“Kanda Myoujin,” located in Sotokanda, Chiyoda Ward, Tokyo, has a history of 1300 years. It is the local deity of the Tokyo 108 Town Counci. The council includes Otemachi, Marunouchi, Kanda, Nihombashi, Akihabara, and Tsukiji Fish Market, which could be said as the center of the Japanese economy. Its official name is “Kanda Jinja,” but is well known as “Myoujin-sama.”
Kanda Myoujin is known as one of the most famous spiritual sites in Tokyo, said to have protected not only the townspeople but also the Shogun family during the Edo period. It is a popular shrine to visit not only for the locals but also for tourists in and outside of Japan.
Ieyasu Tokugawa Prayed Here for Victory Before the Battle of Sekigahara
Kanda Myoujin was built in the year 730, dating back to the Nara period. During the decisive Battle of Sekigahara (1600), Ieyasu Tokugawa prayed at Kanda Myoujin for the victory of the battle. After winning the battle, Kanda Myoujin was worshipped by the Edo Shogunate.
After its relocation to its present place in 1616, Kanda Myoujin has been worshipped by a variety of people from the townspeople to the Shogun family as the “General Guardian of Edo.” In the modern era, many people visit Kanda Myoujin to pray for luck at work and prosperity in business as a shrine located in the economic center of Japan.
Walk along the path to the shrine and the large gate painted in vermillion that you see after the bronze-colored torii gate is the Zuishinmon. The gate has the purpose of purging evil from entering the shrine and was rebuilt in 1975 to commemorate the 50th Anniversary of Emperor Showa’s ascension to the throne.
The bright vermillion and gold leaves are a beauty. On the outside of the gate are the Four Deities (Suzaku, Byakko, Seiryu, Genbu), and on the inside, sculptures from the myths of Daikoku-sama are decorated, such as the “White Rabbit of Imba.” The “Hamba” sculpture on the second layer covered in gold derives from the Lord Taira-no-Masakado.
Don’t forget to clean your hands at the Temizusha, located on the left side of the gate before entering.
The Edo-like Goshinden, lacquered in vermillion, was rebuilt in 1934. The Goshinden, representing the late Edo period, was destroyed by fire from the Great Kanto Earthquake (1923). It was rebuilt using steel-framed reinforced concrete, which was revolutionary at the time.
During the Great Tokyo Air Raid of World War 2, the city was burnt to the ground, and most of the structures in the precincts were destroyed. Only the Goshinden, which was fireproof, endured the raid. Lord Taira-no-Masakado is enshrined in the Goshinden.
Statues shaped as the Shichifukujin (Seven Deities of Good Luck) are enshrined in the precincts. The “Daikoku-sama Statue,” which is said to bring blessings of good luck and fortune, is on the left side after passing the Zuishinmon. It has a height of 6.6 meters and weighs around 30 tons. It is the largest stone statue of Daikoku-sama in Japan.
Edo Jinja (Edo Shrine)
Edo Jinja has a longer history than the “Kanda Myoujin,” and is worshipped by many people as the oldest local deity of Edo. In the shrine is the “Sengan Mikoshi,” and in its precincts, the Mikoshi (portable shrine) that is used in “Kanda Matsuri,” one of the Three Edo Festivals, is placed.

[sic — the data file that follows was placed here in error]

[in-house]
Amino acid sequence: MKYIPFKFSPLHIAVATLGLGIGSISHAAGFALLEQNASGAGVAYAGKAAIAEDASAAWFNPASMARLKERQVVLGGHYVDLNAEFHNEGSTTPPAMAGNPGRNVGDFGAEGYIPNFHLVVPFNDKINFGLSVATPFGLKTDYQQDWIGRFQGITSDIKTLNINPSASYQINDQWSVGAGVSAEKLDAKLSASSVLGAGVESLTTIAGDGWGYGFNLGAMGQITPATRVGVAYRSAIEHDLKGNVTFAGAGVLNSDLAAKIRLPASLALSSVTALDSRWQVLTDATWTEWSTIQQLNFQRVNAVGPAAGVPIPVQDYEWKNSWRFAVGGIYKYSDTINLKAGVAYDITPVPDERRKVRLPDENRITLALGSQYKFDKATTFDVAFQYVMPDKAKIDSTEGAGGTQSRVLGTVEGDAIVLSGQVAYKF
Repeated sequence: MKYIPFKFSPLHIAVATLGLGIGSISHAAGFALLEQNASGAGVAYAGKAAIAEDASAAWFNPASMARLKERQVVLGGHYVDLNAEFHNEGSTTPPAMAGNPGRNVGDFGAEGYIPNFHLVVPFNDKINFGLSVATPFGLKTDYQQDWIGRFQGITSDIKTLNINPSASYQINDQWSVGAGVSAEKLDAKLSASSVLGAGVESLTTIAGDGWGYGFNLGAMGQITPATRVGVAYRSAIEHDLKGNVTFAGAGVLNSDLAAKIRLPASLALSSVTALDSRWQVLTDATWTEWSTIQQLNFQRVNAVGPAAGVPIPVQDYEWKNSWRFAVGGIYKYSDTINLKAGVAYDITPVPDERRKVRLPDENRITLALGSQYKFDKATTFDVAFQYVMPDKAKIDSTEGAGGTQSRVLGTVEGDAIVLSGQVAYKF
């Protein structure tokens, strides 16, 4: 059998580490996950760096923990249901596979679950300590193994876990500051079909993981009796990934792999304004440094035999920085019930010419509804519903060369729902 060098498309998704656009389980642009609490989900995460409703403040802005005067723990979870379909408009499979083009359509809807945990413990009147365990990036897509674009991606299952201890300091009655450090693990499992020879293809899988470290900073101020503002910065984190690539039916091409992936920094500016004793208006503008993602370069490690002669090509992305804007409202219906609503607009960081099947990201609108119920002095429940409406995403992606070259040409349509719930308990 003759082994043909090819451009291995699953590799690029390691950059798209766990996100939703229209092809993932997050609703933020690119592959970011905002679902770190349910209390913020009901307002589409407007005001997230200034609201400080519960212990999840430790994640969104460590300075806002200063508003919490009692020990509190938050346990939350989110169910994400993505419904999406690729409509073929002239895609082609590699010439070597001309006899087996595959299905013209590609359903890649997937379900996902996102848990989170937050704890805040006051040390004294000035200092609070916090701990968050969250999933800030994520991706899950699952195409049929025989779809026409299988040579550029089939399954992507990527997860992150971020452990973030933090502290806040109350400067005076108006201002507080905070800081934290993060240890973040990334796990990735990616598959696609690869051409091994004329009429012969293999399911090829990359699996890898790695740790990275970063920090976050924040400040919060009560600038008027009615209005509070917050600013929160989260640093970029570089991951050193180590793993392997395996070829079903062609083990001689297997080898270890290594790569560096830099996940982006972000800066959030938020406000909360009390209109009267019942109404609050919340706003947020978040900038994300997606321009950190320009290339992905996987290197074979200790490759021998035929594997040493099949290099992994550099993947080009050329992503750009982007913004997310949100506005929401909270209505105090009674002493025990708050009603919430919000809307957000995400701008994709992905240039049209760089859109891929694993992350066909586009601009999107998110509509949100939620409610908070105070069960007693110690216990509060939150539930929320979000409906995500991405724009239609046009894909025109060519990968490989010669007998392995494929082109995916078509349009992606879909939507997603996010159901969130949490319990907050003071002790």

During the Kanda Matsuri, which is held in mid-May every two years, a large procession carrying the Mikoshi and other Hikimono (floats) parade through Kanda, Nihombashi, and Akihabara. Many people come to watch the procession.
Shishiyama (Lion Mountain)
On the front right side of Kanda Myoujin, there is a large rocky hill called Shishiyama. On the hill are two large statues of Shishi lions, but have you ever noticed that there is a small shishi lion statue where the water flows between the rocks?
It represents the lion giving its child a trial by knocking it down to the bottom of the valley to help the child grow up. It is a scene from the Noh performance “Shakkyou.”
Kanda Myoujin Cultural Exchange Center “EDOCCO”
After a walk around the shrine, we recommend you stop by the Kanda Myoujin Cultural Exchange Center. It is a new facility built in 2018, right before the 1300th anniversary of the shrine.
It is a facility complex that includes a Shinto amulet handover station, a souvenir shop, restaurant, and even a multi-purpose hall. There is also a studio where you can experience traditional Japanese culture, a must-visit destination for tourists from abroad.
Also an Anime Sanctuary for Fans
Kanda Myoujin has a long history but is recently also a popular “sanctuary” of Anime fans from its appearance in the Anime series “Love Live,” taking place in Akihabara. Character goods that collaborated with the anime were sold, and many fans came to take pictures on weekdays and holidays.
At Night the Shrine Lights Up, Creating a Dream-like Atmosphere
The precincts of the shrine are open for 24 hours. You can freely visit Kanda Myoujin day or night. At night, 580 lights illuminate the precincts, creating a dream-like atmosphere. Why not experience Kanda Myoujin both day and night?